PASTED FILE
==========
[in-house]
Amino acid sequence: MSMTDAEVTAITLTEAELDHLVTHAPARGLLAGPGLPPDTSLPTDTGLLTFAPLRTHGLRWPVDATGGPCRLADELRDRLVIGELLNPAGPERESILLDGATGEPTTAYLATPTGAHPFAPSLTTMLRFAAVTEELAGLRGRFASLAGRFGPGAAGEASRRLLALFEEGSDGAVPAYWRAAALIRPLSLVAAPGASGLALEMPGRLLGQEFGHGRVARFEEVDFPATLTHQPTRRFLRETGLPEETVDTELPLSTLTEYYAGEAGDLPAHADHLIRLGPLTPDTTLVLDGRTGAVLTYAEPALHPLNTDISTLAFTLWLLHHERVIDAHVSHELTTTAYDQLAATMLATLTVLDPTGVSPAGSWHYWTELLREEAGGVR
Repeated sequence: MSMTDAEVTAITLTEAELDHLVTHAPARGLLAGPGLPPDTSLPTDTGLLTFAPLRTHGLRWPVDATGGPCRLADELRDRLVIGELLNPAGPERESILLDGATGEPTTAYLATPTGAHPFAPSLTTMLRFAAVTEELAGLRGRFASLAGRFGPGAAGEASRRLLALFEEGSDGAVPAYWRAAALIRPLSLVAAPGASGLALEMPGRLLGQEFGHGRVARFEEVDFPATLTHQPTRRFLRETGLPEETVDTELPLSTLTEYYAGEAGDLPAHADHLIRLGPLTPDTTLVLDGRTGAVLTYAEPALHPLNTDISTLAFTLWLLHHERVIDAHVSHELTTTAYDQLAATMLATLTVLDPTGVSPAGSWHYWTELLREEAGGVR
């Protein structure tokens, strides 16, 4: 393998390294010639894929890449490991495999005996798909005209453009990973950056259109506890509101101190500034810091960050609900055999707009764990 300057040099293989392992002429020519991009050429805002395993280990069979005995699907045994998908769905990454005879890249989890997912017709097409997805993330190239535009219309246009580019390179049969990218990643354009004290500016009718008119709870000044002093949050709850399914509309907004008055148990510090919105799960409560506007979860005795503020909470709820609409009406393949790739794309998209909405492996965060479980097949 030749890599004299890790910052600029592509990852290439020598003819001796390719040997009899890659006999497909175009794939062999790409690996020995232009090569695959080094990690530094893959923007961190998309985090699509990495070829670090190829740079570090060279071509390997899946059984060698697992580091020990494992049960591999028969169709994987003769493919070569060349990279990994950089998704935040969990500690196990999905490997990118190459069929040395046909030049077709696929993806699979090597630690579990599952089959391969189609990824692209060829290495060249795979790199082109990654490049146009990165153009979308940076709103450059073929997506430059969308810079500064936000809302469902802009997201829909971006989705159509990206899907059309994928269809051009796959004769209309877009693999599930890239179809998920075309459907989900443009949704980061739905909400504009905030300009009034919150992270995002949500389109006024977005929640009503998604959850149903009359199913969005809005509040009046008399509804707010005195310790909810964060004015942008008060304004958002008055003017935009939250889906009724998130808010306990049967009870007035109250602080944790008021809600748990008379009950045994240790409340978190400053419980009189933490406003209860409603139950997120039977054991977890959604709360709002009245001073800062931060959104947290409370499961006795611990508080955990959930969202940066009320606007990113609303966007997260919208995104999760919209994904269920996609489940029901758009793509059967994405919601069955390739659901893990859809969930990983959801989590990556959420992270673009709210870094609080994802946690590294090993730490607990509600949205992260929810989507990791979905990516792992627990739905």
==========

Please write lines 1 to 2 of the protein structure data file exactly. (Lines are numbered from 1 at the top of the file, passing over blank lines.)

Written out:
[in-house]
Amino acid sequence: MSMTDAEVTAITLTEAELDHLVTHAPARGLLAGPGLPPDTSLPTDTGLLTFAPLRTHGLRWPVDATGGPCRLADELRDRLVIGELLNPAGPERESILLDGATGEPTTAYLATPTGAHPFAPSLTTMLRFAAVTEELAGLRGRFASLAGRFGPGAAGEASRRLLALFEEGSDGAVPAYWRAAALIRPLSLVAAPGASGLALEMPGRLLGQEFGHGRVARFEEVDFPATLTHQPTRRFLRETGLPEETVDTELPLSTLTEYYAGEAGDLPAHADHLIRLGPLTPDTTLVLDGRTGAVLTYAEPALHPLNTDISTLAFTLWLLHHERVIDAHVSHELTTTAYDQLAATMLATLTVLDPTGVSPAGSWHYWTELLREEAGGVR